A warm, well-lit room can make even the most drab and disjointed arrangement of furniture feel intentional, while a dim room casts nothing but shadows over the new bedroom set that you fell in love with at the store. Before you move furniture in, think critically about the ambient lighting in a space.

Rooms with big windows that give the opportunity for lots of natural light should be supported (IE don’t hide those big windows!). Let soft, opaque curtains carry that natural light through the room and into the halls.

Rooms that don’t have big picture windows will need a boost when it comes to lighting: consider recessed lights in the ceiling or even in built-in furniture (nothing says luxury like an entertainment unit that lights itself!). Once your ambient lighting is well-established, move your furniture in. Then, figure out where additional lighting pieces are needed. Remember, everyone loves entertaining outside as well!

Well-placed floor lamps and paired lamps on end tables can serve as the cherry on top of a beautiful room. When it comes to good lighting, you’d rather have too much than too little.  

Make it Yours

With well-placed furniture, curated lighting, thoughtful and cohesive color palette and Feng Shui design elements, your space is near perfect. Now make it your own: incorporate those elements of a space that just can’t be bought in a store.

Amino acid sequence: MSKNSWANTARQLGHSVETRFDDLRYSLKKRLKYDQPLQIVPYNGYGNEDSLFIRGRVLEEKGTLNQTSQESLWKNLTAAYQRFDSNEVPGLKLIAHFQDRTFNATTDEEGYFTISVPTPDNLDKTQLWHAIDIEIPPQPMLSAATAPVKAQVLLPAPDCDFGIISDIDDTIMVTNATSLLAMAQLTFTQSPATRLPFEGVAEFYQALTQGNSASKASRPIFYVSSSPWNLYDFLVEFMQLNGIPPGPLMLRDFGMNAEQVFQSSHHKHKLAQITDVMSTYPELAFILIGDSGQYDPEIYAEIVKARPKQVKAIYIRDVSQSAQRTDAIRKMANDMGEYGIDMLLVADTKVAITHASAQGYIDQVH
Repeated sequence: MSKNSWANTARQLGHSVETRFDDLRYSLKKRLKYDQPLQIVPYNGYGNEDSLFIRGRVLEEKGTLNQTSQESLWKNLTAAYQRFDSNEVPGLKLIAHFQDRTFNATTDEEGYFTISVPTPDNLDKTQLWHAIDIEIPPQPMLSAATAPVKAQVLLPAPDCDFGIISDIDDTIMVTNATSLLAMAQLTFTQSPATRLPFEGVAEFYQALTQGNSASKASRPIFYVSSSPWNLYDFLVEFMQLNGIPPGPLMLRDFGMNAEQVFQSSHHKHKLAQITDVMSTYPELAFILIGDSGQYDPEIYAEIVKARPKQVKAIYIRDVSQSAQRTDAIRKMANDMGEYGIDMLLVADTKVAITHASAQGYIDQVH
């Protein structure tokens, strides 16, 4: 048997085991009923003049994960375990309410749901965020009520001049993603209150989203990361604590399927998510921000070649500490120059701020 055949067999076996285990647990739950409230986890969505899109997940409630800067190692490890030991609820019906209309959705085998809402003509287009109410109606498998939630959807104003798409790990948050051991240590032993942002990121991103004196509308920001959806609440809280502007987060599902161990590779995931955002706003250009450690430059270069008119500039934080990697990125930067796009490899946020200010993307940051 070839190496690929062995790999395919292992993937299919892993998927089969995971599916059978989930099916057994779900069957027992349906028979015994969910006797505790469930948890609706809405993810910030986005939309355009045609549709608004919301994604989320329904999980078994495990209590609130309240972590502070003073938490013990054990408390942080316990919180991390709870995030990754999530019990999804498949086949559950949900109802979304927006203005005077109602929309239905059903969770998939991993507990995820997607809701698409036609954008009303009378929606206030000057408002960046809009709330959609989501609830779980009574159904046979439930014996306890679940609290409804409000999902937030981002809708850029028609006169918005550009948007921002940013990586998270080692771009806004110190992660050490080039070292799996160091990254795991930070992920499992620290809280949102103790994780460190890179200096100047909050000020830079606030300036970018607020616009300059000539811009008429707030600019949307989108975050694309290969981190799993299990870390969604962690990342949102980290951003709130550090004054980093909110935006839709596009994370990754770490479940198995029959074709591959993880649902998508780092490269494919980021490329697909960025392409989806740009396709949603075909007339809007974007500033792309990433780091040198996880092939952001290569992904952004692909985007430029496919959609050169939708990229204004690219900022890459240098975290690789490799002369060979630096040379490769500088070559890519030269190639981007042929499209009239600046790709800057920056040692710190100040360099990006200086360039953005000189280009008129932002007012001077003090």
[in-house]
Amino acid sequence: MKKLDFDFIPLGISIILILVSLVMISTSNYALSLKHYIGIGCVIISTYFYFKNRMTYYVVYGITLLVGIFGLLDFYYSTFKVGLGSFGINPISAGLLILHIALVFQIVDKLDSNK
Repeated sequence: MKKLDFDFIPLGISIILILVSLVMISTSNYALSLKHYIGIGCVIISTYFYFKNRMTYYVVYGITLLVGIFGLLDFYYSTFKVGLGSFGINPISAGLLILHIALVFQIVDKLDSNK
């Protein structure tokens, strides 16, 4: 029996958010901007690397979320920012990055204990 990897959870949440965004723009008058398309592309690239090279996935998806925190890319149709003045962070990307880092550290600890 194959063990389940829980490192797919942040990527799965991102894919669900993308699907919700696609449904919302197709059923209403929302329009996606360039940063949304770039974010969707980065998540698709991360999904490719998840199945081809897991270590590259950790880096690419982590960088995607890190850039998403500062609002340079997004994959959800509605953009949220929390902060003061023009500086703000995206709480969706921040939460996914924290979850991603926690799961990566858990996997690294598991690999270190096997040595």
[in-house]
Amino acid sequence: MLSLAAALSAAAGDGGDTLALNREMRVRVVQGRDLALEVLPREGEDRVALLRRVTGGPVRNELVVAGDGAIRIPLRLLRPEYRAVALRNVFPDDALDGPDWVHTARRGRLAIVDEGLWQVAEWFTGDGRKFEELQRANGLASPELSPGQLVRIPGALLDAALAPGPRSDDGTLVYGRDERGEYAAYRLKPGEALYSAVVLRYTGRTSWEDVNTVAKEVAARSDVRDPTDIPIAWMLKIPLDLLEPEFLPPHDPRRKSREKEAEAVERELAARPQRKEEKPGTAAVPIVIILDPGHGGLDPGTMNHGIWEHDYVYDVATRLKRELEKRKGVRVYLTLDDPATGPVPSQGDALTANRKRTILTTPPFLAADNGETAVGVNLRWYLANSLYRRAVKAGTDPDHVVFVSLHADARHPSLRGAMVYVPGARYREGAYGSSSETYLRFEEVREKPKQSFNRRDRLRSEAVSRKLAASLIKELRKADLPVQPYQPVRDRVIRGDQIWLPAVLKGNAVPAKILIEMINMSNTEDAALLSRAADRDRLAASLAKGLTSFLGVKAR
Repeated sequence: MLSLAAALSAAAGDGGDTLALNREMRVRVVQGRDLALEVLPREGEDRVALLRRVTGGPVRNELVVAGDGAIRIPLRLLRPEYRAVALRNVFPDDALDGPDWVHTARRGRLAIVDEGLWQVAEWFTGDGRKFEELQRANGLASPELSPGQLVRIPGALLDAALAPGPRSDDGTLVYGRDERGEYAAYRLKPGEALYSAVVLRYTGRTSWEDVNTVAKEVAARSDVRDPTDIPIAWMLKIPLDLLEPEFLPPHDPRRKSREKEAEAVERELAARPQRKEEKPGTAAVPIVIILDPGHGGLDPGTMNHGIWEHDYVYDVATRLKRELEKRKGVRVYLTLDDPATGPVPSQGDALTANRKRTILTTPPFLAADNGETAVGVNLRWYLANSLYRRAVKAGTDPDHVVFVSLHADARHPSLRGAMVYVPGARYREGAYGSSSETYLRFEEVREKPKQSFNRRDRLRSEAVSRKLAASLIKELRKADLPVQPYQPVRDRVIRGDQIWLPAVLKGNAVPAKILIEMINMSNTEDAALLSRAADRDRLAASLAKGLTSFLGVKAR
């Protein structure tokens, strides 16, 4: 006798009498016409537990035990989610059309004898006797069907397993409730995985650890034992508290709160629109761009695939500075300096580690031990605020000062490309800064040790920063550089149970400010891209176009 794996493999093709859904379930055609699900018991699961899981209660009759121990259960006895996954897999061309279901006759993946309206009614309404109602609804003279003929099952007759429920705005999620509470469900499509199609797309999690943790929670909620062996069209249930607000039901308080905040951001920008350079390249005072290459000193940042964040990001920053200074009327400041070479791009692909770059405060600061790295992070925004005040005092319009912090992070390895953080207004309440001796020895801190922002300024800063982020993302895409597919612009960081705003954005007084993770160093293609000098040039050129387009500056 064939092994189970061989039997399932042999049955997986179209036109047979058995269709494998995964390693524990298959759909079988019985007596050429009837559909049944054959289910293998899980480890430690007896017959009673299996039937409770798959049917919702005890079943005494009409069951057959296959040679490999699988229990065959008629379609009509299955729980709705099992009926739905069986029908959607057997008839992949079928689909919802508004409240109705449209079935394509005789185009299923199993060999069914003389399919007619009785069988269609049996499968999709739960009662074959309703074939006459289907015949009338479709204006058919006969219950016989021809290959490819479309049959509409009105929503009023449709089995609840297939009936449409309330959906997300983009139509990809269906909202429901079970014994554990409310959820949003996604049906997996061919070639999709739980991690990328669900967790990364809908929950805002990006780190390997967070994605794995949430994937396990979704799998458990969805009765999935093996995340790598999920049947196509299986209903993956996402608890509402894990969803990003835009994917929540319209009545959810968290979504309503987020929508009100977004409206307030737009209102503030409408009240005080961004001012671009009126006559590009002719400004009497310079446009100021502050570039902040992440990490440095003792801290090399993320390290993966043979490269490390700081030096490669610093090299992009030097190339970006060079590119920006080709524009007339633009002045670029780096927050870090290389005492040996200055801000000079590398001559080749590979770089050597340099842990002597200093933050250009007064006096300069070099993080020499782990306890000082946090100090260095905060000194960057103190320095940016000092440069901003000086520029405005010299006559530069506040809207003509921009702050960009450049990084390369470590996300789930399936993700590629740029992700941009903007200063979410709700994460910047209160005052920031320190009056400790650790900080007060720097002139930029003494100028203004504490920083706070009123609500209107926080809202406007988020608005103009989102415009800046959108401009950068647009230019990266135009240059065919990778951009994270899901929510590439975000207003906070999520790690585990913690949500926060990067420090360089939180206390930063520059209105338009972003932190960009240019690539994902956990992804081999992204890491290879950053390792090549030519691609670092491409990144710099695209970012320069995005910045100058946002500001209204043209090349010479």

Hang family photos, paintings, wall clocks, and other heirlooms passed down over time. Fill your shelves with books and keepsakes. You can even let your clothes bring character to a space by putting hooks on bedroom walls (get those fun hats and beautiful scarves out of that closet and into the light!). While there’s certainly something to be said for minimalism, blank walls and empty bookcases aren’t exactly homey.

The goal is to ensure that your home screams “you,” so let your treasured items do that for you by bringing them out and putting them on display. If you’ve thought about the theme and kept your home Feng Shui, you’re not likely to risk being over-cluttered.

A home is what you make it, so don’t shirk on the design and feel of the space. If you pour your heart (and unload character) into each room, you’ll feel that homeyness every single day Congratulations again on the purchase of your first home: enjoy it!

Kitchen design ideas

7 Ways To Give Your Kitchen a Personal Touch

1000 500 Taylor Witt

The kitchen often becomes the heart and soul of any home, but what can be done when the space feels a little bit…drab? There’s a tricky middle ground between wanting to spruce up a kitchen and feeling the need to do a full-blown renovation. 

In this article, we recommend some (relatively) simple design and décor tweaks that will help you to truly make your kitchen your own. Whether it’s your first home or you’re an experienced owner, these tips can help!

A New Paint Job 

A new paint job is one of the best ways to reclaim a space as yours in a home. Depending on how you go about doing it, painting a room can be fairly affordable and reasonably simple.  

Your choice of color is entirely your own, but just keep this basic rule in mind: light colors make a room feel bigger. Darker colors usually make a room feel smaller because of the way they absorb light. For this reason, people usually choose softer colors in the kitchen, but to each their own!